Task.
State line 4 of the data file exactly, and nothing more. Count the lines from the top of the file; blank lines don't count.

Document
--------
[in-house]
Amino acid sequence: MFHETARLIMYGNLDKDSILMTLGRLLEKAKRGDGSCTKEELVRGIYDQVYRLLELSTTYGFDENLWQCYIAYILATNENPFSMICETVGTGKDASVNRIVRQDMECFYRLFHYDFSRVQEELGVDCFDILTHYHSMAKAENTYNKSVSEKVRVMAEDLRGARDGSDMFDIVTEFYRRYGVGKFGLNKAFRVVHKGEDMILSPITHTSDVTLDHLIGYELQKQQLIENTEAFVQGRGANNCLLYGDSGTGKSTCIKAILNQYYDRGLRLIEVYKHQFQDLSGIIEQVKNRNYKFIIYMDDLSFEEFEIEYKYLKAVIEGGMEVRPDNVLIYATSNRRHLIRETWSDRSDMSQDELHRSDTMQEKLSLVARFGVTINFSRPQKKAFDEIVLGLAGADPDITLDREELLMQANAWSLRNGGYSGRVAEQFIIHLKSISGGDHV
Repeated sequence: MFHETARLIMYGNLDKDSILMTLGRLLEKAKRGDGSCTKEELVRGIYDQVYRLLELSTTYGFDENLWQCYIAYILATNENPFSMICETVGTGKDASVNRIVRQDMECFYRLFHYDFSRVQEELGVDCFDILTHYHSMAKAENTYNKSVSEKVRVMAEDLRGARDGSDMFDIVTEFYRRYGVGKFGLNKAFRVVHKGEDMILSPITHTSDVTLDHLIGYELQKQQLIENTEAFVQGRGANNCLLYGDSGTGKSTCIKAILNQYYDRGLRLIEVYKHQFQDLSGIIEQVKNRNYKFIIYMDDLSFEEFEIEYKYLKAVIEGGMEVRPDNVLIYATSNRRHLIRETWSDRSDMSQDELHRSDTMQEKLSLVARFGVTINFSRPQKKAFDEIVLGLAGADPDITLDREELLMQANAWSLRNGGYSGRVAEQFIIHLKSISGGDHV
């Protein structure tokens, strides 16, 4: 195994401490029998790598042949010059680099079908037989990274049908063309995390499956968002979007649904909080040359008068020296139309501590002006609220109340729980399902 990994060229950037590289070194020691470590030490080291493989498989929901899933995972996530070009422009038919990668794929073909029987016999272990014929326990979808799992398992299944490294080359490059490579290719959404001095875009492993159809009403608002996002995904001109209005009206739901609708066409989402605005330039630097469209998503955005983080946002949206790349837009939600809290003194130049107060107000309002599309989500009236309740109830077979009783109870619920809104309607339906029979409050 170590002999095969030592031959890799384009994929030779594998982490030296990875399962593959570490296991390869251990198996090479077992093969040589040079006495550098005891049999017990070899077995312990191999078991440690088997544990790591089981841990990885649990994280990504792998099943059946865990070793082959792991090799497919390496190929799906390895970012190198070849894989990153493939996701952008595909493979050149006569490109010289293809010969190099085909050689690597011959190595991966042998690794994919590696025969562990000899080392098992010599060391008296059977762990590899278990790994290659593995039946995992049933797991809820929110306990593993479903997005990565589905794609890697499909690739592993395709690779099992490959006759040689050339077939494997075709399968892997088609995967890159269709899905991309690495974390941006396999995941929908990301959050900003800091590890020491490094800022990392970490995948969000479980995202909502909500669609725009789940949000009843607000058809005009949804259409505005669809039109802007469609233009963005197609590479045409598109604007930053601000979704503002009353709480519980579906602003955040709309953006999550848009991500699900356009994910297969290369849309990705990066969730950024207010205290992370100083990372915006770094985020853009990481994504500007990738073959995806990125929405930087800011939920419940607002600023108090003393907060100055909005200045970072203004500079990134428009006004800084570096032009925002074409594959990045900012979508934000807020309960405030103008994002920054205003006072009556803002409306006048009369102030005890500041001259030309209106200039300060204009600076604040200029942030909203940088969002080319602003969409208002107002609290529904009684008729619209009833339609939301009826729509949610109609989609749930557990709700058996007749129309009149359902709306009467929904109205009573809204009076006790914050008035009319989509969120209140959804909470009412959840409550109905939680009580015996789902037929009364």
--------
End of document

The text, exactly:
């Protein structure tokens, strides 16, 4: 195994401490029998790598042949010059680099079908037989990274049908063309995390499956968002979007649904909080040359008068020296139309501590002006609220109340729980399902 990994060229950037590289070194020691470590030490080291493989498989929901899933995972996530070009422009038919990668794929073909029987016999272990014929326990979808799992398992299944490294080359490059490579290719959404001095875009492993159809009403608002996002995904001109209005009206739901609708066409989402605005330039630097469209998503955005983080946002949206790349837009939600809290003194130049107060107000309002599309989500009236309740109830077979009783109870619920809104309607339906029979409050 170590002999095969030592031959890799384009994929030779594998982490030296990875399962593959570490296991390869251990198996090479077992093969040589040079006495550098005891049999017990070899077995312990191999078991440690088997544990790591089981841990990885649990994280990504792998099943059946865990070793082959792991090799497919390496190929799906390895970012190198070849894989990153493939996701952008595909493979050149006569490109010289293809010969190099085909050689690597011959190595991966042998690794994919590696025969562990000899080392098992010599060391008296059977762990590899278990790994290659593995039946995992049933797991809820929110306990593993479903997005990565589905794609890697499909690739592993395709690779099992490959006759040689050339077939494997075709399968892997088609995967890159269709899905991309690495974390941006396999995941929908990301959050900003800091590890020491490094800022990392970490995948969000479980995202909502909500669609725009789940949000009843607000058809005009949804259409505005669809039109802007469609233009963005197609590479045409598109604007930053601000979704503002009353709480519980579906602003955040709309953006999550848009991500699900356009994910297969290369849309990705990066969730950024207010205290992370100083990372915006770094985020853009990481994504500007990738073959995806990125929405930087800011939920419940607002600023108090003393907060100055909005200045970072203004500079990134428009006004800084570096032009925002074409594959990045900012979508934000807020309960405030103008994002920054205003006072009556803002409306006048009369102030005890500041001259030309209106200039300060204009600076604040200029942030909203940088969002080319602003969409208002107002609290529904009684008729619209009833339609939301009826729509949610109609989609749930557990709700058996007749129309009149359902709306009467929904109205009573809204009076006790914050008035009319989509969120209140959804909470009412959840409550109905939680009580015996789902037929009364």